# Problems with std::set

This topic is 3862 days old which is more than the 365 day threshold we allow for new replies. Please post a new topic.

## Recommended Posts

Hello, I have my problems with standard set. I have a set with a class as parameter over wich I want to iterate like this:
class A
{
void func();
};

int main()
{
std::set<A> set;
...
std::set<A>::iterator i;
for(i=set.begin();i!=set.end();++i)
{
(*i).func(); //Offending line
}
...
}


On the line marked with "Offending line" I get the following compile error: "passing const A as 'this' argument of 'void A::func()' discards qualifiers" The problem is solved if I declare "func" as const:
class A
{
void func() const;
}
...


But I want to make changes to A from within "func" :( What can I do? thanks! Nathan

##### Share on other sites
As noted here (approx 3rd paragraph), std::set and other associative containers cannot have mutable iterators. Think about what would happen if you had a set of std::string objects and you modified the strings during iteration, how would the std::set know to re-order them?

##### Share on other sites
As mentioned by rip-off, order is not maintained. It is possible however in MSVC++ 2005 Express Edition:

#include <set>using std::set;#include <iostream>using std::cout;using std::endl;#include <cstdlib>#include <ctime>class A{public:	A(const long unsigned int src_x)	{		x = src_x;	}	void func(void)	{		x += rand();	}	const bool operator<(const A &rhs) const	{		if(x < rhs.x)			return true;		return false;	}	long unsigned int x;};int main(void){//	srand(time(0));	set<A> s;	s.insert(A(2));	s.insert(A(1));	s.insert(A(4));	// Print out original value, then alter it.	for(set<A>::iterator i = s.begin(); i != s.end(); i++)	{		cout << i->x << endl;		i->func();	}	// Print out new value.	for(set<A>::iterator i = s.begin(); i != s.end(); i++)	{		cout << i->x << endl;	}	return 0;}

##### Share on other sites
taby: that code has exactly the problem that the LonelyStar is trying to avoid. The elements of a set are effectively const and you're trying to call a non-const member function on one of its elements.

If you want to modify an element of a set you have a few options:

1. Copy the element out, modify it and re-insert it (you may need to remove the original from the set too if the revised element isn't equivalent).
2. Make the appropriate members mutable (a bit dangerous).
3. Make the appropriate internal object that needs modifying a (smart) pointer (equally dangerous). This works because you can modify what the pointer refers to without changing the value of the pointer.
4. Extract the portion of your element type that decides the ordering and use an std::map<> instead.

2 and 3 are dangerous because they might affect the element's position in the ordering defined by the less<> predicate for your type.

Edd

##### Share on other sites
Hello,

Well, since the members I want to change do not effect the order of the elements, I will just make them mutable.
Nathan

##### Share on other sites
Quote:
 Original post by LonelyStarHello,Well, since the members I want to change do not effect the order of the elements, I will just make them mutable.Thanks for your help!Nathan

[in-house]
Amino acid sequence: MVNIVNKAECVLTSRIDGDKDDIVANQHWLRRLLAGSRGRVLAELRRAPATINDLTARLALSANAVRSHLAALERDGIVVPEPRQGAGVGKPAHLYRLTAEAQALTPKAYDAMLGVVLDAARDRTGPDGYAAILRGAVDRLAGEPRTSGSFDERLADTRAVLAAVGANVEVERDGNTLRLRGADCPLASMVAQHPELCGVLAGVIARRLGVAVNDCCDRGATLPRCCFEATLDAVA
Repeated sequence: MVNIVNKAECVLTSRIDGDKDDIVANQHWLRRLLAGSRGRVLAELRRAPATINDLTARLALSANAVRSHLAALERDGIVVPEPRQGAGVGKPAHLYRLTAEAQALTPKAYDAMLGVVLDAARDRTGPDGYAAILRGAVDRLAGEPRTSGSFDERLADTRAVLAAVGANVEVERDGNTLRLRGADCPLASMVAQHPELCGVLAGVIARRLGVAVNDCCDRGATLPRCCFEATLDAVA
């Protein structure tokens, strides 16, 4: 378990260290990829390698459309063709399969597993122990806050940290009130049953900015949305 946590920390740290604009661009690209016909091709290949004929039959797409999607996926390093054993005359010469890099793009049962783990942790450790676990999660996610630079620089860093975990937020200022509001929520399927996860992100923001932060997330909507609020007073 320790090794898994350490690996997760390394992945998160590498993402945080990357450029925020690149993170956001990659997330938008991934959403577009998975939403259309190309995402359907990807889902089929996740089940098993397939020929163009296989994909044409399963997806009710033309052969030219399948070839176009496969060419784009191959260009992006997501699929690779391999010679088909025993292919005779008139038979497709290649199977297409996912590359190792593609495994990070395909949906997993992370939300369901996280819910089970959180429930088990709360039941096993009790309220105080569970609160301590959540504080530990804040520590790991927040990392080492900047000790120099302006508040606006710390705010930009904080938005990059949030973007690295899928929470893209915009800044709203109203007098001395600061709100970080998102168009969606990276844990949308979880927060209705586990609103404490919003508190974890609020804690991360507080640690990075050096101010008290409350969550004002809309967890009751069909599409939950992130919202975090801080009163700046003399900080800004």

Yeah that's fine then, though it does suggest a map may be more appropriate.

taby: What on earth is with that "const long unsigned int"? Are you going for a most-unnecessary-keywords-in-a-row award?

##### Share on other sites
Quote:
 Original post by iMalcYeah that's fine then, though it does suggest a map may be more appropriate.

To go into more detail: Separate the object into the const, order-determining part (which will become a 'key') and the mutable, non-order-determining part (the 'value'). Create a std::map mapping keys to values. Typedef std::pair<key, value> (the type which is stored in nodes of the map), and rework the old class interface into a set of free functions that operate on such pairs (or perhaps just on keys or just on values). You can, for example, replace the old lookup (if you need to be really strict) by a lookup on key, followed by a check that the values match.

##### Share on other sites
"As mentioned by rip-off, order is not maintained". Which is useful if you do not require order to be maintained after transformation. If this is not useful, the OP LonelyStar could probably figure out on their own that they would just have to iterate over the unordered set and manually insert into a new set to regain order. If this method does not compile due to non-standard behaviour, then a nimble vector<A> can be used to hold the data during/after the transformation pass (std::sort).

Either way, it turned out that sort order wasn't even an issue to begin with. The point being that you should have considered that scenario. Instead, everyone goes all bonkers over std::map.

It is a style called "const correctness", and it helps one not to alter what should be constant. Less mistakes are made due to lack of concentration. It is also a sign to the reader of the source that the author knows the algorithm well.

OP LonelyStar is probably not an automaton incapable of deciding for themselves. If you want to be critical, be nice (your behaviour affects everyone).

[Edited by - taby on June 25, 2007 5:46:25 AM]